Touching Bass: Rudimental

Errol Anderson

touchingbass 300x225 Touching Bass: RudimentalRudimental’s 2012 saw them catapulted into widespread consciousness after a year full of contagious chart fillers and a feel good ethic that hopscotched genres with ease. Already purveyors of house, drum & bass and most things in between, their Touching Bass mix is similarly eclectic with soul crooner, Marvin Gaye, rubbing shoulders with TNGHT. We stopped to talk mixing tempos, Todd Edwards and video concepts.

Also, check out the Touching Bass mix series, which continues alongside all features via Mixcloud.

You’ve mentioned Todd Edwards and NERD as influences. Which albums from those guys do you value most highly?

Amir: For me, it’s more of Pharrell’s production work as a producer and not just N.E.R.D, my influences include people like Soul II Soul, The Specials and Sly & The Family Stone; the whole group mentality of making music.

Kesi: Looking at Todd Edwards, Leon and Piers were huge fans of his music and I think he just has a sound that’s really fresh and unique even though he’s been doing it for years. As soon as you hear a Todd Edwards track, you know it’s him. His sound has never really died and a lot of people have taken that style into their own work.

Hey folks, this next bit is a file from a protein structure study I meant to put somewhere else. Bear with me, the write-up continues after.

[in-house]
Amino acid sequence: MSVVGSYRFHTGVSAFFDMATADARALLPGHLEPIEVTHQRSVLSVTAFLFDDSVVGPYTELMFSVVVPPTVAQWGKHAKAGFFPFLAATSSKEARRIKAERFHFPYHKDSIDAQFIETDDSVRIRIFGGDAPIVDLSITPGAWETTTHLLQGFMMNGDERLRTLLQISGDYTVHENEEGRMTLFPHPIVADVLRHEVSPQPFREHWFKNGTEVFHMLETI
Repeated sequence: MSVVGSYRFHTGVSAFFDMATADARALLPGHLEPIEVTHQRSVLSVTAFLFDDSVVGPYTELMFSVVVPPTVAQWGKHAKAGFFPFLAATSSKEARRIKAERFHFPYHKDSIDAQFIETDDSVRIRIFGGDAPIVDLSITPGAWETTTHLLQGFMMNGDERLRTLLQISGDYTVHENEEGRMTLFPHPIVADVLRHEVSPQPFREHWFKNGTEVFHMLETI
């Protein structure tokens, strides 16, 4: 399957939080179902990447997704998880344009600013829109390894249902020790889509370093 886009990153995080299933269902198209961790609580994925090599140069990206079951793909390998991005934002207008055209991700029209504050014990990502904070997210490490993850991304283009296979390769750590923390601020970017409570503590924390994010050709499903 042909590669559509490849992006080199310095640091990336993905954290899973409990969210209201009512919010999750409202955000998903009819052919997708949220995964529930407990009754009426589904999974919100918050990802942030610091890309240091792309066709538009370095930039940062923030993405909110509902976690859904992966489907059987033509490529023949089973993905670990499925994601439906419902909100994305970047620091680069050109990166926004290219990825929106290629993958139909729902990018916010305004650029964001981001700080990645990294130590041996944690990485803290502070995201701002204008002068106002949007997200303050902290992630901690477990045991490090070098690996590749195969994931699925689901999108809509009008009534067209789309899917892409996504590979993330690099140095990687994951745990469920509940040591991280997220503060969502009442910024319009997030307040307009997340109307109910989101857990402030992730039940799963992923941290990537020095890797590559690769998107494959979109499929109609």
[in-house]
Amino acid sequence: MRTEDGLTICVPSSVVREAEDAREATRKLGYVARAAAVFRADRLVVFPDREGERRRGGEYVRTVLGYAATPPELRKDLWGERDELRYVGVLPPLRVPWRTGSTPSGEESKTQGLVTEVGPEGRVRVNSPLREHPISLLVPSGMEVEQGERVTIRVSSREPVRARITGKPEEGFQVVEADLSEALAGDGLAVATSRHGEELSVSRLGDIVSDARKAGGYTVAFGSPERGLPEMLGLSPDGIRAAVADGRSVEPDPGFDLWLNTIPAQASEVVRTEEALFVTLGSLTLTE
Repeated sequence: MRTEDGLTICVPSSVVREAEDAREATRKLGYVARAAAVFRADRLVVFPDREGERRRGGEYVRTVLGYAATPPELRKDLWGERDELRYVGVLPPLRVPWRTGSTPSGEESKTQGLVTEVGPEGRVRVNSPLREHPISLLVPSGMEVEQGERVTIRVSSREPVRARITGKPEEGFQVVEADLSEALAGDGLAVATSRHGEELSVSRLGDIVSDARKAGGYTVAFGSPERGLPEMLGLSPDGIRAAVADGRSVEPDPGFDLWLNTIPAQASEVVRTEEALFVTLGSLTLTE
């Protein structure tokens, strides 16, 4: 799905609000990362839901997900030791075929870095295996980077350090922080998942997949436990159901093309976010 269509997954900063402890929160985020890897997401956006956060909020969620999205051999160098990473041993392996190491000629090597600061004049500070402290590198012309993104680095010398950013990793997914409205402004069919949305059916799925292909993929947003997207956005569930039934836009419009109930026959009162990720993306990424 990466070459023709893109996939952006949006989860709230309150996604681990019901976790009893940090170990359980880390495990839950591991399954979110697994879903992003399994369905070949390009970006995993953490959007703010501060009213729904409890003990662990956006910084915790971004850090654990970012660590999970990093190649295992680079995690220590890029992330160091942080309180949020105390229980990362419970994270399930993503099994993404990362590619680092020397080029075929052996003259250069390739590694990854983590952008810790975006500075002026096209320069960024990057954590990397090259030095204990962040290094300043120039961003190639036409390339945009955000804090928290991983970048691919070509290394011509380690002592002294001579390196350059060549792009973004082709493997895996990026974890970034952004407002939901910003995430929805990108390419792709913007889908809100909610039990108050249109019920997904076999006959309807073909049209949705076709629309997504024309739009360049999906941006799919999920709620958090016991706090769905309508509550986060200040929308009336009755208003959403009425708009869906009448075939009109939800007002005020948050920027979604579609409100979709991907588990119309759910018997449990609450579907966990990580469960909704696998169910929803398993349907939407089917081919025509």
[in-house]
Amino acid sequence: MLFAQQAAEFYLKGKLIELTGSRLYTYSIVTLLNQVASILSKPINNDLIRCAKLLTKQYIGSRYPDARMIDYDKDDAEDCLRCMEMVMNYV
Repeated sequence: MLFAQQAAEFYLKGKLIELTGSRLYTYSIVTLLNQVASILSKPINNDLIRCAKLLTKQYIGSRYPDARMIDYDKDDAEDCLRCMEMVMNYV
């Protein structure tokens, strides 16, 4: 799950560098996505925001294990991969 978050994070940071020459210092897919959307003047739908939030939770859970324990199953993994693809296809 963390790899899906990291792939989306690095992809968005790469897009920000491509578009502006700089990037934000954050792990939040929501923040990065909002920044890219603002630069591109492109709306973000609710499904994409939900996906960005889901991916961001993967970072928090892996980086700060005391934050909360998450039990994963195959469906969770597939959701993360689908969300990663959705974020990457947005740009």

Moving on to your music, I first came across your music via Spoons, which featured MNEK and Syron. How did that all come together?
Amir: MNEK shares our studio with us, so he’s there all the time anyways so Kesi had started playing these chords for a track idea and we must have been eating our lunch and I had some jerk chicken. We were looking for this percussion line to put on top of it and I started playing this rhythm with my fork and spoon then laid it down. Then MNEK came through to say hello and he wrote the lyrics in about ten minutes, so the whole track came together in a bout half a day. We always try to recreate a fluid studio session because if you plan it too much, it never really comes out the way you expect it.

In all your music videos, there’s a consistent strong message or concept, usually about a sub-culture. How do you go about choosing the direction with each visual?
Kesi: I’d say that when you look at ‘Feel The Love’ and then ‘Not Giving In’, those videos have shown things around the world that people might not be aware of. You’ve got the horse-riding community in Philadelphia and when we heard the treatment we thought ‘that’s really different’. When we looked more into it we found out that the community came from a charity that had stables and it was all a way of keeping kids off of the streets. The whole project was amazing and the kids are genuinely into looking after their horses. ‘Not Giving In’ looked at the breakdancing scene in the Philippines, which I wasn’t aware of before the video either.

Amir: I think in all of our videos, there’s that sense of realness and they’re all real people. We try and carry that sense through our videos and we’re related to that because we all did youth mentoring at some point before the music so we feel the same vibe from the communities here as you do from the kids in our videos; just that kids over here may have BMXs where they have horses.